Author

# Eduardo Bonelli

Other affiliations: National University of Quilmes, University of Buenos Aires, Facultad de Ciencias Exactas y Naturales ...read more

Bio: Eduardo Bonelli is an academic researcher from National Scientific and Technical Research Council. The author has contributed to research in topics: Rewriting & Lambda calculus. The author has an hindex of 13, co-authored 55 publications receiving 596 citations. Previous affiliations of Eduardo Bonelli include National University of Quilmes & University of Buenos Aires.

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##### Papers

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TL;DR: In order to increase the expressiveness of session types, the theory of correspondence assertions is appealed to, and it is proved that evaluation preserves typability and that well-typed processes are safe.

Abstract: High-level specification of patterns of communications such as protocols can be modeled elegantly by means of session types (Honda et al., 1998). However, a number of examples suggest that session types fall short when finer precision on protocol specification is required. In order to increase the expressiveness of session types we appeal to the theory of correspondence assertions (Clarke & Marrero, 1998; Gordon & Jeffrey, 2003b). The resulting type discipline augments the types of long-term channels with effects and thus yields types which may depend on messages read or written earlier within the same session. This new type system can be used to check:
source of information,
whether data is propagated as specified across multiple parties,
if there are unspecified communications between parties, and
if the data being exchanged has been modified by the code in an unspecified way.
We prove that evaluation preserves typability and that well-typed processes are safe. Also, we illustrate how the resulting theory allows us to address shortcomings present in the pure theory of session types.

62 citations

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08 Jan 2014

TL;DR: This paper focuses on standardization for the linear substitution calculus, a calculus with ES capable of mimicking reduction in lambda-calculus and linear logic proof-nets, and relies on Gonthier, Lévy, and Melliès' axiomatic theory for standardization.

Abstract: Standardization is a fundamental notion for connecting programming languages and rewriting calculi. Since both programming languages and calculi rely on substitution for defining their dynamics, explicit substitutions (ES) help further close the gap between theory and practice.This paper focuses on standardization for the linear substitution calculus, a calculus with ES capable of mimicking reduction in lambda-calculus and linear logic proof-nets. For the latter, proof-nets can be formalized by means of a simple equational theory over the linear substitution calculus.Contrary to other extant calculi with ES, our system can be equipped with a residual theory in the sense of Levy, which is used to prove a left-to-right standardization theorem for the calculus with ES but without the equational theory. Such a theorem, however, does not lift from the calculus with ES to proof-nets, because the notion of left-to-right derivation is not preserved by the equational theory. We then relax the notion of left-to-right standard derivation, based on a total order on redexes, to a more liberal notion of standard derivation based on partial orders.Our proofs rely on Gonthier, Levy, and Mellies' axiomatic theory for standardization. However, we go beyond merely applying their framework, revisiting some of its key concepts: we obtain uniqueness (modulo) of standard derivations in an abstract way and we provide a coinductive characterization of their key abstract notion of external redex. This last point is then used to give a simple proof that linear head reduction --a nondeterministic strategy having a central role in the theory of linear logic-- is standard.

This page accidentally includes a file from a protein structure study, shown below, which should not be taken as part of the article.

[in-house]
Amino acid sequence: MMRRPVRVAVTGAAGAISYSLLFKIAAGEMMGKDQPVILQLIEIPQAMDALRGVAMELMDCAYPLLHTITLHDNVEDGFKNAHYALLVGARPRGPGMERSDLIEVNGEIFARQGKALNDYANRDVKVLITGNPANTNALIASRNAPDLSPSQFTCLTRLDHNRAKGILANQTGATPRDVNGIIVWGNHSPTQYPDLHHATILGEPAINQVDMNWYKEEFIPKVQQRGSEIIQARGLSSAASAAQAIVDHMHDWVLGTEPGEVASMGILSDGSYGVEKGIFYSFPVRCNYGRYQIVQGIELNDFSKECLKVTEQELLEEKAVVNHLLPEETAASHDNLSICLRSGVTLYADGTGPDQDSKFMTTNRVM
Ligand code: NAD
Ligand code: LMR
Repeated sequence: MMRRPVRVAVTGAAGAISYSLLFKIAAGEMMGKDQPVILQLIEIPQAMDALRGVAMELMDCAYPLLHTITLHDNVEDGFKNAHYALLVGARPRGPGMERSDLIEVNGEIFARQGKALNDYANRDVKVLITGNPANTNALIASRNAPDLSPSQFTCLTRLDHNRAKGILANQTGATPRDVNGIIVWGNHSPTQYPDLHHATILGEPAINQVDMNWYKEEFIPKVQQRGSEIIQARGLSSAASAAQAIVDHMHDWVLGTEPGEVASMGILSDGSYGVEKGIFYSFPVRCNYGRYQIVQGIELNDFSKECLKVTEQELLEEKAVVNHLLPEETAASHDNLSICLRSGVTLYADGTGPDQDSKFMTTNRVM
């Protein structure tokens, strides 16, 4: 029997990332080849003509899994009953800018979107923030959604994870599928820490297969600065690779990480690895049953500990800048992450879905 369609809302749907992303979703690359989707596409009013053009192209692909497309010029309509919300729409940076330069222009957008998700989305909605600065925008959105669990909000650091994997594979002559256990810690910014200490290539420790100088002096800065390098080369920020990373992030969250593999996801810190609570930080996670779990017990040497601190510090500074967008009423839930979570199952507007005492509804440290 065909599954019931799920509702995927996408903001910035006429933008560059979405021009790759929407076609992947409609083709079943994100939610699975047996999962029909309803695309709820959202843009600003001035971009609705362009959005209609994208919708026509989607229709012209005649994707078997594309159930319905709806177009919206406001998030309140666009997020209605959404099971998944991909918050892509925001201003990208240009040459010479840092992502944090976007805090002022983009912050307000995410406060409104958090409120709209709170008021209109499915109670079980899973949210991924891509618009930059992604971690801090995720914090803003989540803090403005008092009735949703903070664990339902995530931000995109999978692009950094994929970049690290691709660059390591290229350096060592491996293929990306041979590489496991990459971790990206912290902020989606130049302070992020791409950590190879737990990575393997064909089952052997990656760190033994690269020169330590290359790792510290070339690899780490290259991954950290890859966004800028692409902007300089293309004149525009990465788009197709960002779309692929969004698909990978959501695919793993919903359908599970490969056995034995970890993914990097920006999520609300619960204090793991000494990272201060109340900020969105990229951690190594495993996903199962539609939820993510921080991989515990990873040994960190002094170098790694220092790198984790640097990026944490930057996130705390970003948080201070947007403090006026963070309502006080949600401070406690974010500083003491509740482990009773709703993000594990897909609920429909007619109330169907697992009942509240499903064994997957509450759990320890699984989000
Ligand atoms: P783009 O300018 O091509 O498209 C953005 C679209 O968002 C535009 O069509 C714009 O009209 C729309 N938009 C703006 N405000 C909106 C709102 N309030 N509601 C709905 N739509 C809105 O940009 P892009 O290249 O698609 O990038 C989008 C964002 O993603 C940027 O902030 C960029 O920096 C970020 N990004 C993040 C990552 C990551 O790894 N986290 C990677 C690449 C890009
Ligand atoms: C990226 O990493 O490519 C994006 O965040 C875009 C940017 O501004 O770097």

61 citations

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05 Nov 2007TL;DR: This paper explores a distributed calculus with session types in which a number of fixed sites interact, and introduces the novel notion of multipoint session types, sessions in which more than two parties may be involved.

Abstract: Session types are a means of statically encoding patterns of interaction between two communicating parties. This paper explores a distributed calculus with session types in which a number of fixed sites interact. The reduction schemes describing the operational semantics satisfy the locality principle: at most one site is involved. Both session engagement and data communication are local and asynchronous. Furthermore, our setting is a natural one in which the novel notion of multipoint session types, sessions in which more than two parties may be involved, can be introduced.

61 citations

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TL;DR: It is proved that evaluation preserves typability and that well-typed processes are safe and the resulting theory allows us to address the shortcomings present in the pure theory of session types.

46 citations

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12 Oct 2005TL;DR: A typed assembly language is defined that uses pseudo-instructions to impose a stack discipline on the control flow of programs and a type system for checking that assembly programs enjoy non-interference and its proof of soundness is developed.